Dr Nikki Stamp is in an elite group of people.
She is one of only 11 female heart surgeons in Australia. But there's far more to Dr Stamp than that to make her stand out from the crowd.
Aside from her array of colourful surgical caps that she wears to brighten her patients' days, its her grit and determination that has defined her as a doctor.
'I like to see myself as a resilient person', Dr Stamp told Daily Mail Australia.
It's a trait well needed in her profession, with punishing days beginning at 7am and finishing anywhere between 10 and 18 hours later, with most of the time spent in the operating theatre.
Dr Nikki Stamp (pictured) is one of only 11 female heart surgeons in Australia but there's far more to her that makes her stand out from the crowd
The Perth-based doctor has now taken up an offer from ABC to film an episode of their long-running show Catalyst which will document the complex world of heart surgery
'I wake up at 5am - its in my genes, then I have to check on all our patients and make sure they're fine before anything begins,'she said.
Her promise was evident early on when at the tender age of eight she was told she was reading anatomy books too advanced for her age.
'I saw Dr Victor Chang's work in a book and it caught my eye. I even wrote in my school diary that I wanted to be a heart surgeon', she laughed.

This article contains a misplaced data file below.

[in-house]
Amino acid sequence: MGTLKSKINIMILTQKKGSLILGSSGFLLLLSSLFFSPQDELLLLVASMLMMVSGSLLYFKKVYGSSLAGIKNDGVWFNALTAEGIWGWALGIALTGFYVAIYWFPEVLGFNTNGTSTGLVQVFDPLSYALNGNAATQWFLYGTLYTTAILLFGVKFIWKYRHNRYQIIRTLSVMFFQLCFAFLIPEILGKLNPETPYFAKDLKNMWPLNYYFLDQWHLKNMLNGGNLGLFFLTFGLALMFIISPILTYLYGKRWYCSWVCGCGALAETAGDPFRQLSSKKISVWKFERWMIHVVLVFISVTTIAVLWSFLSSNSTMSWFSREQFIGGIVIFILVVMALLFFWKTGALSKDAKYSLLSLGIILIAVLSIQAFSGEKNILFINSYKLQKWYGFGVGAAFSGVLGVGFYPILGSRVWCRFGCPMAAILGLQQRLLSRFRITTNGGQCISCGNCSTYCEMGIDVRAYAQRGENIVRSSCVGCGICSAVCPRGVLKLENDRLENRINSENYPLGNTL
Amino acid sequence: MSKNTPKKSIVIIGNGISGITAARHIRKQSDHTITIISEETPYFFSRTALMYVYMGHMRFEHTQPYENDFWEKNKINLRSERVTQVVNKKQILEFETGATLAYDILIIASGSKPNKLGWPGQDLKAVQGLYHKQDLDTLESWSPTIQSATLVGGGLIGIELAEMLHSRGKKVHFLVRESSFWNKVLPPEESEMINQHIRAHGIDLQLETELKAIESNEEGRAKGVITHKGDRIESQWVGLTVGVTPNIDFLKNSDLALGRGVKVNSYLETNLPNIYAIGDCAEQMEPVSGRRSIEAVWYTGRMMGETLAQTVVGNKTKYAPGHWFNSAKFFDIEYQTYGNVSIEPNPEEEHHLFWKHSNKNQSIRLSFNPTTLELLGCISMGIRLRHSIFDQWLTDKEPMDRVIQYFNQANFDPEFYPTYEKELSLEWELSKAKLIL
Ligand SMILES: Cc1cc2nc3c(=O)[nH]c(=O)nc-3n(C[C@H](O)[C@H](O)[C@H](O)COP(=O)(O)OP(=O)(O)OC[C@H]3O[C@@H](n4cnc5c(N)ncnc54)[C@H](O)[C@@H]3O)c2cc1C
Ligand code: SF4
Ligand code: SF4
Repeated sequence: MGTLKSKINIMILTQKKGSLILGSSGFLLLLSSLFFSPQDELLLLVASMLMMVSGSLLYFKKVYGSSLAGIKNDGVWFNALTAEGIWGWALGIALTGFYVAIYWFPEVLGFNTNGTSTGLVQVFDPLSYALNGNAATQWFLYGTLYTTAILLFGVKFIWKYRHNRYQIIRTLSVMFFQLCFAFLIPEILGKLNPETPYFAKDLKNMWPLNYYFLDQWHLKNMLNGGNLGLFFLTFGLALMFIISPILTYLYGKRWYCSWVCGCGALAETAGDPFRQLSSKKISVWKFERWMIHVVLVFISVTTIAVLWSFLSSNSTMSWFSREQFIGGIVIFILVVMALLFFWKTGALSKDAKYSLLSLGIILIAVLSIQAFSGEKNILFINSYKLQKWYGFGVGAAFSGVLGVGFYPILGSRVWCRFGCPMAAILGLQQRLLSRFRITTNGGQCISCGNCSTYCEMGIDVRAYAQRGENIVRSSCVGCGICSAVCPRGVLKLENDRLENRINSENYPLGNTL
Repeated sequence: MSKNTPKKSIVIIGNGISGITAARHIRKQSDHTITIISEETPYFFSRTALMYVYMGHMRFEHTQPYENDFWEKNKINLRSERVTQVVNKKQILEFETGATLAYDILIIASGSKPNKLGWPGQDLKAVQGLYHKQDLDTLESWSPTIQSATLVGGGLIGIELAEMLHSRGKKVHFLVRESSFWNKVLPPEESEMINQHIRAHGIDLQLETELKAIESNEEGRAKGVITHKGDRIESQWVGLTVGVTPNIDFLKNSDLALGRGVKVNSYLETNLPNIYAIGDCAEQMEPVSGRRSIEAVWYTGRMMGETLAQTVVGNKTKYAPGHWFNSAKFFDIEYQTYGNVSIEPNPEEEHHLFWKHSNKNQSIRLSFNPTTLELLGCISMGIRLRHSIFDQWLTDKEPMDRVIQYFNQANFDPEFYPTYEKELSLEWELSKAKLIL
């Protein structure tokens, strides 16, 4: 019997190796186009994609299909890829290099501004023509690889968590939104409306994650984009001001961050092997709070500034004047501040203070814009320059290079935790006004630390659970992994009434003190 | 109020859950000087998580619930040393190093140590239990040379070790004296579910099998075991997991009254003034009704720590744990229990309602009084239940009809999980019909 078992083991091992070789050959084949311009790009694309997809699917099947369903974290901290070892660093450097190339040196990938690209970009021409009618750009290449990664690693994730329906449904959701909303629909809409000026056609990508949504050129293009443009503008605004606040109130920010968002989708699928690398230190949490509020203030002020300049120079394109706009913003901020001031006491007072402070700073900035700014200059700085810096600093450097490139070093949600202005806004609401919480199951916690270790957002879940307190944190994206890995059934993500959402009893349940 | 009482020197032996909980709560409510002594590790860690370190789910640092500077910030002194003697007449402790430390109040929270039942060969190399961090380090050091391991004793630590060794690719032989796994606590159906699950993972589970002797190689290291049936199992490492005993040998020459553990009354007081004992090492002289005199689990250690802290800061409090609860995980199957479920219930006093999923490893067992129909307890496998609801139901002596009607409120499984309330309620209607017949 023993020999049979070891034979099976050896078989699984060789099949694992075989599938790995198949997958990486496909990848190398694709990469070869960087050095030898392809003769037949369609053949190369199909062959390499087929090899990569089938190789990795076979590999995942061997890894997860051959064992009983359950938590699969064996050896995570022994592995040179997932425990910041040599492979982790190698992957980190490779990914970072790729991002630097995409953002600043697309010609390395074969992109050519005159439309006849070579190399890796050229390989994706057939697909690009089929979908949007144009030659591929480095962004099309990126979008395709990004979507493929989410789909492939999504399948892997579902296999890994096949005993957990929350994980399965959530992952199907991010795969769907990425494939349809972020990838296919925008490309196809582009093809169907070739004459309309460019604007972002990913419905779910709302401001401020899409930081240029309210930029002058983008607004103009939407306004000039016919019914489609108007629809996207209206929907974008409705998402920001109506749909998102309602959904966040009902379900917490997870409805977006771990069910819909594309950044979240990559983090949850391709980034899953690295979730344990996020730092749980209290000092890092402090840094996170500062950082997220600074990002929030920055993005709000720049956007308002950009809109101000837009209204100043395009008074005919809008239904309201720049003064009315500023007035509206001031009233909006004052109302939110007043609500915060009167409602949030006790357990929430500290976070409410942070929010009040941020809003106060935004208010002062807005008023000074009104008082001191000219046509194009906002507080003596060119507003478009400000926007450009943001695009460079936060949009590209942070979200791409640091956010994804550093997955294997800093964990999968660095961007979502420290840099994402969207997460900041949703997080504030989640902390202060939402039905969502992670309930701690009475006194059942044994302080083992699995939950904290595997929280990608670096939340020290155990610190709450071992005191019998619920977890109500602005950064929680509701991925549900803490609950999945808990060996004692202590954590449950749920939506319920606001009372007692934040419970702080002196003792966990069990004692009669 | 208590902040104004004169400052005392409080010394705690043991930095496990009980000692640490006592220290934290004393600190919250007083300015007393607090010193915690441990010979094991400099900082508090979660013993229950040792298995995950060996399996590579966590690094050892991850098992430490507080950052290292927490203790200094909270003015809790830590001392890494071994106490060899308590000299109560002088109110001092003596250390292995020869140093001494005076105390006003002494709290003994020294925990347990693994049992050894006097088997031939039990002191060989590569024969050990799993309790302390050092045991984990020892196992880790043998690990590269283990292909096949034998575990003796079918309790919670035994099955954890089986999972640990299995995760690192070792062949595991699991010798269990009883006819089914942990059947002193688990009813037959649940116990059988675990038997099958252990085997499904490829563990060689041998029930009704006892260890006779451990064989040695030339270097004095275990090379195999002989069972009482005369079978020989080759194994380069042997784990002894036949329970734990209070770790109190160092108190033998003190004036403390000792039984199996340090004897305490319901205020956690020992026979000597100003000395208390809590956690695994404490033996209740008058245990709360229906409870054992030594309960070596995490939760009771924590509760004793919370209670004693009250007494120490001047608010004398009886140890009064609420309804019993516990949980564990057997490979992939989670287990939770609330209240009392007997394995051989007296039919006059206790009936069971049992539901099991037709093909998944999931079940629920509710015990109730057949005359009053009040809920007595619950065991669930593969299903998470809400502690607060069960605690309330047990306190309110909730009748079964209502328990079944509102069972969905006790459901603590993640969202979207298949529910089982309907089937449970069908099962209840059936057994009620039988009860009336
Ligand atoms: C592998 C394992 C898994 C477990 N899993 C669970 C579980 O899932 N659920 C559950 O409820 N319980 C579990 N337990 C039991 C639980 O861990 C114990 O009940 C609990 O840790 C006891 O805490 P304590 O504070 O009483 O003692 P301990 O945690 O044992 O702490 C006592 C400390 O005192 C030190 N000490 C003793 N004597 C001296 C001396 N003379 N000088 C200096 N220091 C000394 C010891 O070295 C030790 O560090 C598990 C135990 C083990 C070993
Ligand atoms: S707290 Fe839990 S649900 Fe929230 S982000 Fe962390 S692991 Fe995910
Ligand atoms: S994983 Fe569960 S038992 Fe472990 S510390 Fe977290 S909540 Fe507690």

But teachers told her as a girl she would never become a doctor, and she took it to heart, opting out of 'difficult' subjects such as the sciences and maths.
'I never thought I had the aptitude to pursue a career as a doctor, I had decided on something in music instead.'
Two decades later, and after six gruelling years training to be a specialist after university, Dr Stamp is now one of Australia's leading cardiothoracic surgeons.
Despite being told by teachers at school she would never become a doctor, she is now celebrating twelve years as one, and has become one of the country's leading heart surgeons
Her line of work requires a certain level of grit and determination, as surgeons can spend anywhere between 10 and 18 hours inside the the operating theatre daily
'I didn’t believe I could do it and I've proven to myself that it was possible.'
She is currently working at Fiona Stanley Hospital, after returning to her hometown of Perth last year from Sydney, where she forged a distinguished career at St Vincent's Hospital and Westmead Children's Hospital.
'I'm lucky because I've had such a broad range of cardiac experiences, dealing with a range of surgeries including replacements and children.'
She said her education has helped her deal with the huge pressures that come with the work that can involve life-or-death decisions.
'We're lucky here in Australia that we are so well trained and are left in an excellent condition after such strong training to deal with any difficult or unique situations.'
She also pays homage to the dedicated team working effortlessly with her on a daily basis.
'Right from the moment the patient sits down,